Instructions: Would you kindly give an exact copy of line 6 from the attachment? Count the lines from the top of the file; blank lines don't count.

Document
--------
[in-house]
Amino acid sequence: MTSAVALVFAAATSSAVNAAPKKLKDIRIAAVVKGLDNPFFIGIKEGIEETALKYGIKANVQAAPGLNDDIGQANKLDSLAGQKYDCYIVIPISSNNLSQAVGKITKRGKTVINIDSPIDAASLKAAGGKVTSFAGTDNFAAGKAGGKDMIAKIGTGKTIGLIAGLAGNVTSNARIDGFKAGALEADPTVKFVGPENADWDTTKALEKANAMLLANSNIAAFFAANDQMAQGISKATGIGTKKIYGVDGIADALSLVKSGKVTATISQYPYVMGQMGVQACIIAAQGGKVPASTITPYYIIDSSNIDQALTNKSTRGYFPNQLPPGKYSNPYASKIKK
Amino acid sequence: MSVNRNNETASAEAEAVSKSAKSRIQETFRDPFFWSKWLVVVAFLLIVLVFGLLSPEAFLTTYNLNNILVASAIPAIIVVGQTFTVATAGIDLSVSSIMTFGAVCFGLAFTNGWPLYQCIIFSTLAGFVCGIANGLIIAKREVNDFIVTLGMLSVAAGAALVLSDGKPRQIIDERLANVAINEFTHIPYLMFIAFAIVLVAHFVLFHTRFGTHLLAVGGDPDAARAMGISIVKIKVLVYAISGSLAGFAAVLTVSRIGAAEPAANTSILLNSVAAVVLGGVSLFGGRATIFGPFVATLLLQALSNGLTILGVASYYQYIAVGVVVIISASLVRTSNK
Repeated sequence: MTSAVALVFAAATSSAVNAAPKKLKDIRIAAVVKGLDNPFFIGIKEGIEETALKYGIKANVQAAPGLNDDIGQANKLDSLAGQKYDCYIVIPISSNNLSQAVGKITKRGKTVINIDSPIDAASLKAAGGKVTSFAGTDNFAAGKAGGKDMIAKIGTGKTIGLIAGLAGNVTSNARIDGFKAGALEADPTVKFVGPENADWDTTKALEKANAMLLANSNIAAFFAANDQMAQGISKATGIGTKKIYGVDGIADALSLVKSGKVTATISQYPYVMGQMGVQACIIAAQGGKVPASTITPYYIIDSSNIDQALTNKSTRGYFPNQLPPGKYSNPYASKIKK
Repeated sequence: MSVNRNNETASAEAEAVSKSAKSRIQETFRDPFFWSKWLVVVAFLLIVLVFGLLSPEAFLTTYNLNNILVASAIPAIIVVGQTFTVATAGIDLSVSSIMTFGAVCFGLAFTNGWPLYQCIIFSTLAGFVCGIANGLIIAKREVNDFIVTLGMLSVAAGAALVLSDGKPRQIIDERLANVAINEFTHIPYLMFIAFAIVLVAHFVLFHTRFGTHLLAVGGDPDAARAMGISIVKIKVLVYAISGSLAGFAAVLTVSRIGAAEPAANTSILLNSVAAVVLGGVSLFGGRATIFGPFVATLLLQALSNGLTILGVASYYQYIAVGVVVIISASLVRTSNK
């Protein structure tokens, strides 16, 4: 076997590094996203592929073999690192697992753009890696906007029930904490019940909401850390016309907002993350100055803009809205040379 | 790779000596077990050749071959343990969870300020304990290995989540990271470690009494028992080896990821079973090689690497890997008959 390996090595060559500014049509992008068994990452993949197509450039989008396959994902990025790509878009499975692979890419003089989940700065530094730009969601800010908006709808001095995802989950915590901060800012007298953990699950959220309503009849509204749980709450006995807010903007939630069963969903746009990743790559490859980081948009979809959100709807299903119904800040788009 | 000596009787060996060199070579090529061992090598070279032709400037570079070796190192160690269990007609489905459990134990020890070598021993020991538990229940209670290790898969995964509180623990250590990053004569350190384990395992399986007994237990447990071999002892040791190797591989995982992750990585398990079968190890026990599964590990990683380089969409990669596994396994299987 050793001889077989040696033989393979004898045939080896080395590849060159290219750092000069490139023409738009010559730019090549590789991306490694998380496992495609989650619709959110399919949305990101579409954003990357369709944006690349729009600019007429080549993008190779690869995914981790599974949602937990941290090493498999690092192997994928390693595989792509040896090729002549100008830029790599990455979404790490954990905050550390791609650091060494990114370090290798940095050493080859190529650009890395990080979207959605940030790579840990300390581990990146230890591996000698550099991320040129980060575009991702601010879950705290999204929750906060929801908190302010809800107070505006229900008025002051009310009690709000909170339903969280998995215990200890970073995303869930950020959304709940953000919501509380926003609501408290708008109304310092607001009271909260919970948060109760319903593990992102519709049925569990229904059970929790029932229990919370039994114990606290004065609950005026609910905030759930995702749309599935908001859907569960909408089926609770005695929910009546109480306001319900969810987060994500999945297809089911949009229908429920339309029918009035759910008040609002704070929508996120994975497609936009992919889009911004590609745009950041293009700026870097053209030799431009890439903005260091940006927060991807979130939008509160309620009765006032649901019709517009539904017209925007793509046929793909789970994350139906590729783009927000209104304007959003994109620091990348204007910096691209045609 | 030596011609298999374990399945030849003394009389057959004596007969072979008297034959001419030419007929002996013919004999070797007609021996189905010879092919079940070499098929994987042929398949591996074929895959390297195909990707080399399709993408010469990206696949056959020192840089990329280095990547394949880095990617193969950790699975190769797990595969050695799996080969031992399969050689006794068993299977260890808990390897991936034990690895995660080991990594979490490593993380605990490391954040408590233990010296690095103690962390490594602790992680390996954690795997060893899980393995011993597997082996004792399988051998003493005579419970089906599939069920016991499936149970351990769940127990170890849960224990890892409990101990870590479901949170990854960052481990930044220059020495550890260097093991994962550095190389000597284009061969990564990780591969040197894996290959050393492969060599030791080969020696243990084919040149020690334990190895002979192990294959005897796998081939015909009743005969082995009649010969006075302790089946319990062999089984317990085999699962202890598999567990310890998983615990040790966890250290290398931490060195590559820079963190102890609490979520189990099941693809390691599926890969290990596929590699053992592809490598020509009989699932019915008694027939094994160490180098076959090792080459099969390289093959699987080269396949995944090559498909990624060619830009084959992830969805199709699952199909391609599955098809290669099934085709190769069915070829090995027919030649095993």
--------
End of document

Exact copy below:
């Protein structure tokens, strides 16, 4: 076997590094996203592929073999690192697992753009890696906007029930904490019940909401850390016309907002993350100055803009809205040379 | 790779000596077990050749071959343990969870300020304990290995989540990271470690009494028992080896990821079973090689690497890997008959 390996090595060559500014049509992008068994990452993949197509450039989008396959994902990025790509878009499975692979890419003089989940700065530094730009969601800010908006709808001095995802989950915590901060800012007298953990699950959220309503009849509204749980709450006995807010903007939630069963969903746009990743790559490859980081948009979809959100709807299903119904800040788009 | 000596009787060996060199070579090529061992090598070279032709400037570079070796190192160690269990007609489905459990134990020890070598021993020991538990229940209670290790898969995964509180623990250590990053004569350190384990395992399986007994237990447990071999002892040791190797591989995982992750990585398990079968190890026990599964590990990683380089969409990669596994396994299987 050793001889077989040696033989393979004898045939080896080395590849060159290219750092000069490139023409738009010559730019090549590789991306490694998380496992495609989650619709959110399919949305990101579409954003990357369709944006690349729009600019007429080549993008190779690869995914981790599974949602937990941290090493498999690092192997994928390693595989792509040896090729002549100008830029790599990455979404790490954990905050550390791609650091060494990114370090290798940095050493080859190529650009890395990080979207959605940030790579840990300390581990990146230890591996000698550099991320040129980060575009991702601010879950705290999204929750906060929801908190302010809800107070505006229900008025002051009310009690709000909170339903969280998995215990200890970073995303869930950020959304709940953000919501509380926003609501408290708008109304310092607001009271909260919970948060109760319903593990992102519709049925569990229904059970929790029932229990919370039994114990606290004065609950005026609910905030759930995702749309599935908001859907569960909408089926609770005695929910009546109480306001319900969810987060994500999945297809089911949009229908429920339309029918009035759910008040609002704070929508996120994975497609936009992919889009911004590609745009950041293009700026870097053209030799431009890439903005260091940006927060991807979130939008509160309620009765006032649901019709517009539904017209925007793509046929793909789970994350139906590729783009927000209104304007959003994109620091990348204007910096691209045609 | 030596011609298999374990399945030849003394009389057959004596007969072979008297034959001419030419007929002996013919004999070797007609021996189905010879092919079940070499098929994987042929398949591996074929895959390297195909990707080399399709993408010469990206696949056959020192840089990329280095990547394949880095990617193969950790699975190769797990595969050695799996080969031992399969050689006794068993299977260890808990390897991936034990690895995660080991990594979490490593993380605990490391954040408590233990010296690095103690962390490594602790992680390996954690795997060893899980393995011993597997082996004792399988051998003493005579419970089906599939069920016991499936149970351990769940127990170890849960224990890892409990101990870590479901949170990854960052481990930044220059020495550890260097093991994962550095190389000597284009061969990564990780591969040197894996290959050393492969060599030791080969020696243990084919040149020690334990190895002979192990294959005897796998081939015909009743005969082995009649010969006075302790089946319990062999089984317990085999699962202890598999567990310890998983615990040790966890250290290398931490060195590559820079963190102890609490979520189990099941693809390691599926890969290990596929590699053992592809490598020509009989699932019915008694027939094994160490180098076959090792080459099969390289093959699987080269396949995944090559498909990624060619830009084959992830969805199709699952199909391609599955098809290669099934085709190769069915070829090995027919030649095993």